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Archival Gossip: A Scholarly Take on Nineteenth Century Tattletales

Reviewed by Chelsea Phillips, Villanova University

Scholarly Editing, Volume 41

Archival Gossip: A Scholarly Take on Nineteenth Century Tattletales, ed. Katrin Horn.

One afternoon in 1857, in the middle of a fight with lover Matilda Hays over the sculptor Emma Stebbins, famed actress Charlotte Cushman ate a letter to prevent Hays from reading it. This, naturally, only spurred on the fight between the two, who threw things at each other, ripped clothing, and generally behaved as two “drunken washerwomen” or “gladiators.”1 The fight—certainly not their first, according to the maid, Sallie—was the end of their relationship, and signaled Hays’s exit from the circle of friends and expatriate writers and artists around Charlotte Cushman then making their home in Rome. This evocative story was recorded decades after the event in a private diary by journalist Anne Hampton Brewster, who heard it from sculptor Harriet Hosmer, who had been present that day (and for whom Hays had briefly left Cushman in 1853).

If this saga sounds like it belongs on Bravo, you’re not wrong.

Archival Gossip stems from the DFG-funded research project “The Economy and Epistemology of Gossip in Late Nineteenth- and Early Twentieth-Century US-American Literature and Culture,” a literary and cultural studies project led by Dr. Katrin Horn (University of Bayreuth, 2019–2022).2 A monograph connected to the project, Gossip in 19th-Century US-American Culture and Literature, is under contract with Edinburgh University Press.

Focusing on late nineteenth- and early twentieth-century US-American culture, which Horn and her team identify as characterized by “crucial changes in the conception of privacy, publicity, speculation, and risk,” the investigators situate gossip as both a way of knowing and as “social speculation with financial stakes.”3 In the larger project, Horn asserts that “as women are unable (or at least limited in their ability) to participate in the marketplace, their private lives become themselves ‘economic’ and many women become speculators in the stock of their own marriageability and other forms of social capital. In this constellation, gossip—as the seed of rumor and scandal, and as a source of otherwise unavailable or unshareable knowledge—emerges as a prime commodity.” This move of gossip from a more (though far from exclusively) oral and localized phenomenon into an increasingly international commercial print market is, Horn asserts, both an important part of women’s ability to access financial success and independence, and a spur to the familiar gendered critiques of gossip and nineteenth-century attempts to shield men from its effects by leveraging and attempting to codify rights to privacy.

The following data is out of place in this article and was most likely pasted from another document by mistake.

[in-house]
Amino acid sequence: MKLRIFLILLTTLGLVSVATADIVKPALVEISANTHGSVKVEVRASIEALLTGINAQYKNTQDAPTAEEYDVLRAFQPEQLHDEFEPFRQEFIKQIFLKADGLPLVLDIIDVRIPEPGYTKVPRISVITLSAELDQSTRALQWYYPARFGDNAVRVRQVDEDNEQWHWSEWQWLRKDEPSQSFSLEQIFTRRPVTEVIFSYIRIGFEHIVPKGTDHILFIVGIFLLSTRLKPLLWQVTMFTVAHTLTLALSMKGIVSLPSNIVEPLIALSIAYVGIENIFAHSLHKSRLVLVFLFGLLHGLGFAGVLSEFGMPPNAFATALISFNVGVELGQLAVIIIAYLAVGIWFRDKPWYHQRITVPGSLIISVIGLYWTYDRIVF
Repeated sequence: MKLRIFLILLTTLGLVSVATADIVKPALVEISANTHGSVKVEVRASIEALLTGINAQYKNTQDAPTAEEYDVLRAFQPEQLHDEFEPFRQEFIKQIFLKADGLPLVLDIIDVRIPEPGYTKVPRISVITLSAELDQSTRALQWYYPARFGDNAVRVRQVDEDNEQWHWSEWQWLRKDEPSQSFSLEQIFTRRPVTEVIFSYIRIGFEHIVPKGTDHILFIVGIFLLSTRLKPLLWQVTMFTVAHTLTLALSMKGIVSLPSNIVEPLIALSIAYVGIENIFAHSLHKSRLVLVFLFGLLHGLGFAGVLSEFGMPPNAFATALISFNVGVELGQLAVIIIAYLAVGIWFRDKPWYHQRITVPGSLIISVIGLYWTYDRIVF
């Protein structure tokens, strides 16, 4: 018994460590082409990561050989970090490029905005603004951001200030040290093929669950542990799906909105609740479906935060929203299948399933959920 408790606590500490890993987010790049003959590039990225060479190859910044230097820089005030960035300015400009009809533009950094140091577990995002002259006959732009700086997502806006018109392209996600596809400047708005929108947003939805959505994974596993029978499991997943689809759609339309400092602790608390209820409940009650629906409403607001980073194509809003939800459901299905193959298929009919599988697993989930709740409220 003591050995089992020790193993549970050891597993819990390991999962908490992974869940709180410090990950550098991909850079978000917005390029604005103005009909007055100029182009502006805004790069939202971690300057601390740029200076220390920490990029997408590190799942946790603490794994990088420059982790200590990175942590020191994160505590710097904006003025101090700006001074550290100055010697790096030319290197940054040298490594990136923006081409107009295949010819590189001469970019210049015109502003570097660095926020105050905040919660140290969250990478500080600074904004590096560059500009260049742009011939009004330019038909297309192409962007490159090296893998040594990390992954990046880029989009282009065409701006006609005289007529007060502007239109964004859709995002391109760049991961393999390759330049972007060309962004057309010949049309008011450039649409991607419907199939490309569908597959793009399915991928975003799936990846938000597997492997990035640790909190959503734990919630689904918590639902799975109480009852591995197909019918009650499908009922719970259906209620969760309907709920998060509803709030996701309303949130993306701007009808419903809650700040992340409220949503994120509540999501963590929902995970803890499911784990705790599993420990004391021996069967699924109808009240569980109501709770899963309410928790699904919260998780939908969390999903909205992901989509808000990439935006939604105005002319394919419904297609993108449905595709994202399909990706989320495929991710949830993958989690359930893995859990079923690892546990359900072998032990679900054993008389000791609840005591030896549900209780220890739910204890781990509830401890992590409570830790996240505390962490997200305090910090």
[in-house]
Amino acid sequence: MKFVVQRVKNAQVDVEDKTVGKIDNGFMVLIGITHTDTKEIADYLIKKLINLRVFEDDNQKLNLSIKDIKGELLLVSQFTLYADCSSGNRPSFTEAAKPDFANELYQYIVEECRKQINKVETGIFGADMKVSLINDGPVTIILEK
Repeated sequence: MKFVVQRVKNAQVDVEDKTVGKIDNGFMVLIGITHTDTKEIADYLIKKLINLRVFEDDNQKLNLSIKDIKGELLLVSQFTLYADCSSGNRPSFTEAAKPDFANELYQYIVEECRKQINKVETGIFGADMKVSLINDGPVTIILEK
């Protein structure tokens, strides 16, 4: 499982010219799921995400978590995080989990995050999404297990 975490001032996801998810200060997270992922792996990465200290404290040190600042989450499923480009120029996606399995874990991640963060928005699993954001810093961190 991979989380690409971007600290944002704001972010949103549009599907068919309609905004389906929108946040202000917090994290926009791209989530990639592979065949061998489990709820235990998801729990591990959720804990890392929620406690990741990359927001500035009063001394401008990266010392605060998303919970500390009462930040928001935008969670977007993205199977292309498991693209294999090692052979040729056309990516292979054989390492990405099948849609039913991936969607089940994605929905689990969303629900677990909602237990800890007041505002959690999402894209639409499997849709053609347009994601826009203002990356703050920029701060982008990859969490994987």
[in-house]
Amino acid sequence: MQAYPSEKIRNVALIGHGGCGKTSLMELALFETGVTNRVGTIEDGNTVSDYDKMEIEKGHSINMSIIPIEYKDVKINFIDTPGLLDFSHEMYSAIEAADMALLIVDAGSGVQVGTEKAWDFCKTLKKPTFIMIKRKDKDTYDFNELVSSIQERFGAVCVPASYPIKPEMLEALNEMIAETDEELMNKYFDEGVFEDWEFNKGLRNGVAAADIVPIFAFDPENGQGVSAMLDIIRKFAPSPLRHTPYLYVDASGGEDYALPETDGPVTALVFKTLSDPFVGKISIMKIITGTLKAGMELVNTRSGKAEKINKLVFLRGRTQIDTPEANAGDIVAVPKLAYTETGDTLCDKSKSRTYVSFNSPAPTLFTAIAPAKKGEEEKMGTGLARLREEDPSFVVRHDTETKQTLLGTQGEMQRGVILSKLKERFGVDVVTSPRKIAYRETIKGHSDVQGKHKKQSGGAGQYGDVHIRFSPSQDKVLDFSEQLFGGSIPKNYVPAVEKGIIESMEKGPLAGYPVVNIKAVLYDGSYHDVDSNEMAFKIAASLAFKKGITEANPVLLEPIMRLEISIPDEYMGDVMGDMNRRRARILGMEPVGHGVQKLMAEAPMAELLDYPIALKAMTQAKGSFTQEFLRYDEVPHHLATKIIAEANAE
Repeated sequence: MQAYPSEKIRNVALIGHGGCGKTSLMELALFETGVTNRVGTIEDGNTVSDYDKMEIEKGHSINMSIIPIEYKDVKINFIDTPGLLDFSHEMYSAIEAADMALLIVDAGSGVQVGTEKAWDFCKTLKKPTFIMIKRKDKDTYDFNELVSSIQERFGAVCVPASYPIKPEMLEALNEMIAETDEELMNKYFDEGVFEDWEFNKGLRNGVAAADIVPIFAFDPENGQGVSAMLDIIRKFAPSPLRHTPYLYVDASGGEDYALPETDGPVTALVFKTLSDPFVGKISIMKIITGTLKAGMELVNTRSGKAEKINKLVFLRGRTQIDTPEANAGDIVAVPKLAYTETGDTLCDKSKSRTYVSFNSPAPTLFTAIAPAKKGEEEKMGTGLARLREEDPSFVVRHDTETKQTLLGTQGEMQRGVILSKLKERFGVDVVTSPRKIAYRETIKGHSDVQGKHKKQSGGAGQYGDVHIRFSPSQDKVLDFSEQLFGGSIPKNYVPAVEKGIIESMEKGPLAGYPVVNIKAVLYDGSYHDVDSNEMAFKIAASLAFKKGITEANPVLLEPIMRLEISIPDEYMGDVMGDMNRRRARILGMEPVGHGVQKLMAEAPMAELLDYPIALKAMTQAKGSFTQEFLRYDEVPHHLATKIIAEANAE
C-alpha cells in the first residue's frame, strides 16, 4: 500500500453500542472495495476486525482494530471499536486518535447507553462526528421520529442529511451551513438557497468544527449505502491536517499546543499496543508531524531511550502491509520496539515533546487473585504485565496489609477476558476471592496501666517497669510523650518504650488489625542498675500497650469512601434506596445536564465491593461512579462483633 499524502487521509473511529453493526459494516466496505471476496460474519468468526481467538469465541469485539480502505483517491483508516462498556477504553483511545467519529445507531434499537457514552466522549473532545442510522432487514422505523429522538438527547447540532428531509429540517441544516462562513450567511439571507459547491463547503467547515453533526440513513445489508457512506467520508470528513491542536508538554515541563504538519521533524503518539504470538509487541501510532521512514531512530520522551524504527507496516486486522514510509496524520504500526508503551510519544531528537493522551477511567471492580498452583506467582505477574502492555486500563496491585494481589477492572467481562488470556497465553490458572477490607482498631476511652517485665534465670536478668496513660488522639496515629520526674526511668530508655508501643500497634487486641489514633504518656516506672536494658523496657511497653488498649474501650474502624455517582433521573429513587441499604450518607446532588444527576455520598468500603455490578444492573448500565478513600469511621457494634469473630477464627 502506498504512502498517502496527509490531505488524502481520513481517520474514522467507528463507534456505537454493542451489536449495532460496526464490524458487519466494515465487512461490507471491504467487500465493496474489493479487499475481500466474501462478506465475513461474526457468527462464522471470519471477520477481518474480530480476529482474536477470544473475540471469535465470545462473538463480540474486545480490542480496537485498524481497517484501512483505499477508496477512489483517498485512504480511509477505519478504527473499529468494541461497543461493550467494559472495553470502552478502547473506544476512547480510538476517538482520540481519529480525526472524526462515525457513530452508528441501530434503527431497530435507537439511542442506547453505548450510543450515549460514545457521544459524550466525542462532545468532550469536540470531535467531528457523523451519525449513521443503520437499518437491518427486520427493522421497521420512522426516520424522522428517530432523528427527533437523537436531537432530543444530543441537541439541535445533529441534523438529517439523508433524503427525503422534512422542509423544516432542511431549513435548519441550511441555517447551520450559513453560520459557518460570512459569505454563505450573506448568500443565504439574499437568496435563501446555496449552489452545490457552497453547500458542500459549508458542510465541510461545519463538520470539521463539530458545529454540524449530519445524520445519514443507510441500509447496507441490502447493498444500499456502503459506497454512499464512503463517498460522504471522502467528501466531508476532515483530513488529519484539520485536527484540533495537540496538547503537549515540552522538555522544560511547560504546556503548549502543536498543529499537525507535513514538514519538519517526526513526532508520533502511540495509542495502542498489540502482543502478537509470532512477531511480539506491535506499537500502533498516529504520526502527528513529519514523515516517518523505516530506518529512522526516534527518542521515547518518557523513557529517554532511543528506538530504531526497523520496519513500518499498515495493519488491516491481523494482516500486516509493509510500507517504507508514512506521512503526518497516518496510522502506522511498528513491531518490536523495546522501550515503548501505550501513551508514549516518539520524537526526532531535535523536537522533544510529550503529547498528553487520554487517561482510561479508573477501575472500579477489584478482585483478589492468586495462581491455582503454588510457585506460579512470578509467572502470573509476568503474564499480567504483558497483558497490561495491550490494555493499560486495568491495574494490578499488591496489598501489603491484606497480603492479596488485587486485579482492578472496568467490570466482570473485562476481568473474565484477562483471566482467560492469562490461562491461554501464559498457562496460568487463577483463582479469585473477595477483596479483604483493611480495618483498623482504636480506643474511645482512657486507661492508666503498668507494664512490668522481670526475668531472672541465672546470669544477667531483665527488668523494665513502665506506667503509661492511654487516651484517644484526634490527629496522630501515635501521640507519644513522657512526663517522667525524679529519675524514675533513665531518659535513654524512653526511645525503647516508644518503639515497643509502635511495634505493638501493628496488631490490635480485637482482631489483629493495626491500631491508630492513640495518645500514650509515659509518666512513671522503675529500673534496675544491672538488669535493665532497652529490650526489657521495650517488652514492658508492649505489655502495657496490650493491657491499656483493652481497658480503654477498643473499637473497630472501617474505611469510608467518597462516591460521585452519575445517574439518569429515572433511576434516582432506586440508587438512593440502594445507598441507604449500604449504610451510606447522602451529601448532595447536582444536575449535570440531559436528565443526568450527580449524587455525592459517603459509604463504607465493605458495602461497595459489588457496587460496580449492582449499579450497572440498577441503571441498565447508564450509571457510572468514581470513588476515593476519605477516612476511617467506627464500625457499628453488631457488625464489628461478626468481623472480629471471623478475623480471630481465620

The digital outlet, Archival Gossip, includes a collection of digitized primary source material, secondary commentary, data visualization tools, and a blog documenting the researchers’ process. It illuminates both the micro and macro scales of gossip’s networks. Drawing on Joseph Roach’s articulation of “public intimacy” as a crucial mechanism of celebrity,4 Archival Gossip allows us to look at gossip in both public and private contexts, seeing its manipulation and contribution to celebrity and profit.

Actress Charlotte Cushman, the dominant focus of the digital collection and one of the main entry points into the wider study, is an apt subject for this inquiry as there is considerable access to her immediate social networks in both private writings and journalistic communiqués. The latter, written for a broad public, aimed to give the impression of intimate, private access to Cushman’s life, even as the information traveled across countries and continents. Cushman, in removing herself to Rome and joining a like-minded community, helped control what information about her private life and experiences made it into the papers, and how she was perceived—as a dashing, romantic figure well worth the fortune she made, but never so overtly queer or scandalous as to lose her (literally) valuable reputation.

The opportunity to look closely at identity and persona across the public-private divide is truly fascinating and helpful to those interested in celebrity culture, print media, journalism, women’s and queer history, and more. The nearly one thousand items in the digital archive span realist fiction, periodicals, life writings, and more, and can be searched broadly or by curated collections. Sources are drawn from a variety of archives, recreating and making visible networks and threads of connection otherwise siloed.